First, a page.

Robert_Charlton - 9:44 pm on Aug 12, 2012 (gmt 0)
Last week, digital distribution firm Limited Press (sic) alleged that, based on its own analytics software, 80% of clicks on its advertisements within Facebook had come from fake users.
Hard to know where to begin on this one, and whether it merits its own discussion. It's also part of this story, and of Facebook's mishandling of customer relations overall.
Limited Run, a niche music marketing company wanted to change its FB page name from Limited Pressing to its new Limited Run, and along the way did some testing which on the surface seemed careful... but it apparently wasn't careful enough... and it came up with some sensational figures that got widely publicized, and perhaps resulted in some major corporations dropping their Facebook advertising.
CNET reports the basic background, and quotes the now deleted Limited Run blog about what Limited Run had observed....
Firm ditches Facebook for Twitter, claims clicks are bots
|July 30, 2012
The quoted blog post is worth looking at, because it illustrates the frustration of a small company trying to deal with Facebook.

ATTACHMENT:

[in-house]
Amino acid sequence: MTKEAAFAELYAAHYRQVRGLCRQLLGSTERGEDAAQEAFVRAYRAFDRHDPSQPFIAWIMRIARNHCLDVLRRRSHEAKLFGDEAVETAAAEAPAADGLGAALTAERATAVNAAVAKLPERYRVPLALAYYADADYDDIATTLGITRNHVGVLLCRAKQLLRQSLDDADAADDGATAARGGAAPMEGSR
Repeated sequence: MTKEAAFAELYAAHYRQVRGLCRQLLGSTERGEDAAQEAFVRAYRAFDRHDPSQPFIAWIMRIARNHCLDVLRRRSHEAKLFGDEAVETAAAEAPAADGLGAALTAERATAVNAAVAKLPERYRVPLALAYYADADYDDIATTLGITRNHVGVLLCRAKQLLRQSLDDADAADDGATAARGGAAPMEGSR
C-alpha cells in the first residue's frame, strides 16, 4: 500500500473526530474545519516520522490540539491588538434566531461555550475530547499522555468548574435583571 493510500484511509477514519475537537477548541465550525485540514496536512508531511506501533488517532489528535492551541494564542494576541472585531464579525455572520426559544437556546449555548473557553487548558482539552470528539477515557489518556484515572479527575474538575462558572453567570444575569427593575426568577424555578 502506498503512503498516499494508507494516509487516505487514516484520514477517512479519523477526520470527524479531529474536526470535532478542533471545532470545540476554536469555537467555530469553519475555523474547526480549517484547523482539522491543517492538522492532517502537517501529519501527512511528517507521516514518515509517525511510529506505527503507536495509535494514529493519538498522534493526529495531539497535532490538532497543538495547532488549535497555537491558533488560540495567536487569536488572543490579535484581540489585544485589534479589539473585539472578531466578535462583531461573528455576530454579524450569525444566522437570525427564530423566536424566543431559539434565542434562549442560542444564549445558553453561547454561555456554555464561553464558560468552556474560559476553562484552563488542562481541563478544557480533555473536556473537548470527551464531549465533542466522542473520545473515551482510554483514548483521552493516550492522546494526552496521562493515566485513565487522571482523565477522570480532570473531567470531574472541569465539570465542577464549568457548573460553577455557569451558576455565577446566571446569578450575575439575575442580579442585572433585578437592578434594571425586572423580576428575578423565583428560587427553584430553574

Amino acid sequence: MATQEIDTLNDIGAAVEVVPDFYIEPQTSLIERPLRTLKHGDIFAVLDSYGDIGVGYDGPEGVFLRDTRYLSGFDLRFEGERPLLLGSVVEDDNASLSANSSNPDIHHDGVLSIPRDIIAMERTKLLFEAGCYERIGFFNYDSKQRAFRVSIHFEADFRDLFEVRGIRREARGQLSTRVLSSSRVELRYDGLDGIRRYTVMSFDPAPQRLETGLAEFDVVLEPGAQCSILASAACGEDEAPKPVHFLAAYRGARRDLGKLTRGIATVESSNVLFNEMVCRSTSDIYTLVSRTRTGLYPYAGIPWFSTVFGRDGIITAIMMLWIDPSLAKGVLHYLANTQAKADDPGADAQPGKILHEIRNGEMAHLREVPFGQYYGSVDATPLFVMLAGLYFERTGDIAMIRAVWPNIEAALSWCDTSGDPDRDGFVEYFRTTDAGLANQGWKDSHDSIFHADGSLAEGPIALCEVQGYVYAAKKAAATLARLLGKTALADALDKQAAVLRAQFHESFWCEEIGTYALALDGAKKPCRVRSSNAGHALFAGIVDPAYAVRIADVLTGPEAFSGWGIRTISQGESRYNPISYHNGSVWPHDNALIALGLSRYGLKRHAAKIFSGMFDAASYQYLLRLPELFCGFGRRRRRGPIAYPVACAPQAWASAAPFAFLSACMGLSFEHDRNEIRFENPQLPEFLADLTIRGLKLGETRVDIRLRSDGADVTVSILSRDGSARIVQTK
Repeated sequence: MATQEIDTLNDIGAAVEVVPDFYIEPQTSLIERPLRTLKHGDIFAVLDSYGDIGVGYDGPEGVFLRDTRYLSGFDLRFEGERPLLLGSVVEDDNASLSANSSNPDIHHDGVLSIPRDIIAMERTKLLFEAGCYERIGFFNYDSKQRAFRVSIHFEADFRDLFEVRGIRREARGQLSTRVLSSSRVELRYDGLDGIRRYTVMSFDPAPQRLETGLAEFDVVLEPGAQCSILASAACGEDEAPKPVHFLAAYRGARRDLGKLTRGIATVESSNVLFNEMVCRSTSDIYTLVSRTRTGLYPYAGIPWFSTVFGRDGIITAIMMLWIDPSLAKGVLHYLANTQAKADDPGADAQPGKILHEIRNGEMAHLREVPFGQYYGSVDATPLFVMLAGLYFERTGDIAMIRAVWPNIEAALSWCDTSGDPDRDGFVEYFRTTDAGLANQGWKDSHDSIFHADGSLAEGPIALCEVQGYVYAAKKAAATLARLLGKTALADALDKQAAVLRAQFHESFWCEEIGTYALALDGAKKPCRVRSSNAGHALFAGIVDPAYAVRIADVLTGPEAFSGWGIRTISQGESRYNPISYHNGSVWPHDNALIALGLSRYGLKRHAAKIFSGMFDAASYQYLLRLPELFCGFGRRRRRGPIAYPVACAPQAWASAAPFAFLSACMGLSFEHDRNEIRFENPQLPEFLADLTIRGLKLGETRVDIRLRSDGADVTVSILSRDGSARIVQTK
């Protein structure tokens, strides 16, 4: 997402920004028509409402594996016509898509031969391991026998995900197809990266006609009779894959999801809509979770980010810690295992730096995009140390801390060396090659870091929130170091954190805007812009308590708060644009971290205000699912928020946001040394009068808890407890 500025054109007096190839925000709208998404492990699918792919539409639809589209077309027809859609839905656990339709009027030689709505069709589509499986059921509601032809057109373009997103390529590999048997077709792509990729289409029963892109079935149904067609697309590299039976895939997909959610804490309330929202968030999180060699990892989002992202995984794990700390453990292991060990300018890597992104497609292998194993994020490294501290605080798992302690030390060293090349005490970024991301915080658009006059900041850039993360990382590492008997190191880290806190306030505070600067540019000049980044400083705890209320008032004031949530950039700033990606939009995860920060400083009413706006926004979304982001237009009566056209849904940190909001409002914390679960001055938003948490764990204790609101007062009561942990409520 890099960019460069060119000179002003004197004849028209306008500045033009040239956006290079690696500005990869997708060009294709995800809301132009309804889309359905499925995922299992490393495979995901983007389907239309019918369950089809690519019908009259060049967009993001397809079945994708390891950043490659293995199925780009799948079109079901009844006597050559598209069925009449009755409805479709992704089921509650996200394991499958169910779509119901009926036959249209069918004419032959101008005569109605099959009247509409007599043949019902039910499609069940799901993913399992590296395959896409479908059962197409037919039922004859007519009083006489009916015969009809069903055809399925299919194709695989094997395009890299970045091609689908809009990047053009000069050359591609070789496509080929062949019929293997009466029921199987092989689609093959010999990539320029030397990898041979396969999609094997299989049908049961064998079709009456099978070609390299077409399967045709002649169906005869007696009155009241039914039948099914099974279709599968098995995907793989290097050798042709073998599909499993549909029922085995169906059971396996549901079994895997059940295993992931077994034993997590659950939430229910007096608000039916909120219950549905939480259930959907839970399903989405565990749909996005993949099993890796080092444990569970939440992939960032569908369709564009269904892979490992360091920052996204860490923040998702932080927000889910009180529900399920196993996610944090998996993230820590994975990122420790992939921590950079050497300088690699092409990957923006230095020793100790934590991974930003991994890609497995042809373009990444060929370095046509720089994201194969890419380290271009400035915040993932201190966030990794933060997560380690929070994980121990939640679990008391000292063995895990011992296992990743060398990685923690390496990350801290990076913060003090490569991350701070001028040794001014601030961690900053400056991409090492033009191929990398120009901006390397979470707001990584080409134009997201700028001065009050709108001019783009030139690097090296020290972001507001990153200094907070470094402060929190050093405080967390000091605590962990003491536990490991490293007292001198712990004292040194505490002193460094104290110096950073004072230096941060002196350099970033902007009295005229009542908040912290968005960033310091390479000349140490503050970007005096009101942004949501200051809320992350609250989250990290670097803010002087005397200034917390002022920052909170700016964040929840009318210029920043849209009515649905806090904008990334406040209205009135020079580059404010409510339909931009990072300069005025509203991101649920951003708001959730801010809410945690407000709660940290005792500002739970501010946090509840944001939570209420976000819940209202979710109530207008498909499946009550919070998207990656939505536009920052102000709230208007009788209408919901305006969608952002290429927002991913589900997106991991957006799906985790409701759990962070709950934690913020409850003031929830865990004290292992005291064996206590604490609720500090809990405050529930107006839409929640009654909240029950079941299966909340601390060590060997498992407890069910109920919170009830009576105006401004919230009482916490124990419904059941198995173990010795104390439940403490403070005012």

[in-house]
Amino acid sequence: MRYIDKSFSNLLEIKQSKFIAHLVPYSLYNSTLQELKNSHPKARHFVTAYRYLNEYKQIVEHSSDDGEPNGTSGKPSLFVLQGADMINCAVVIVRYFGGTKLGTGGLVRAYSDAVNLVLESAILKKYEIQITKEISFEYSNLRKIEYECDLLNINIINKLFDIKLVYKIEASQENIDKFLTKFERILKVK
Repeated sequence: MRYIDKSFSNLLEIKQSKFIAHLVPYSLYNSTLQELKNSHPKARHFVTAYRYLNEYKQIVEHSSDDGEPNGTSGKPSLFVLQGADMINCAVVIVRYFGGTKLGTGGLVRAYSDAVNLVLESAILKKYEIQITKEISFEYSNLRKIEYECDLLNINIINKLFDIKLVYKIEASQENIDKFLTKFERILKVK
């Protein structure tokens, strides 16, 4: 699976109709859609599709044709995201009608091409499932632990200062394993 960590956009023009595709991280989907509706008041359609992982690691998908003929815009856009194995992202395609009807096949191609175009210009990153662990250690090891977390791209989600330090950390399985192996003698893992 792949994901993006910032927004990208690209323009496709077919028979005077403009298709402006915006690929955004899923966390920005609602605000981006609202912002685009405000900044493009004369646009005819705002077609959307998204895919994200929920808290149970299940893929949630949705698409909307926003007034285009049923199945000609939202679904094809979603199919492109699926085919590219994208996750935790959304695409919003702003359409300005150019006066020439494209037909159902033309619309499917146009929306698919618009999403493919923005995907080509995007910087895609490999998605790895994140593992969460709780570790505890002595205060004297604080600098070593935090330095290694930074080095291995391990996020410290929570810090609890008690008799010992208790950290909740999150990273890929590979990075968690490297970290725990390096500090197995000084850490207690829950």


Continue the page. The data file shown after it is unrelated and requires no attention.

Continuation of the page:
In reaction, AimClear (which handles a lot of Facebook advertising), brought some stricter analysis to the situation and was critical of the 80% bot click figure in a SearchEngineWatch post...
Facebook Ads 80% Bot Claim, Examined! Why You Shouldn’t Lose Faith Just Yet
August 10, 2012
On its Update blog, on July 30th, Limited Run posted the following....
When we posted about leaving Facebook on Monday, we only intended our small group of customers and followers to know what was happening, and why. We had no clue it was going to explode like it did. But now, we’re just a very small company, that wants nothing more than to go back to work. We don’t want to be known for this, and we’re going to keep turning down requests for interviews. Facebook is in contact with us, and they’re going to look into the issues we had.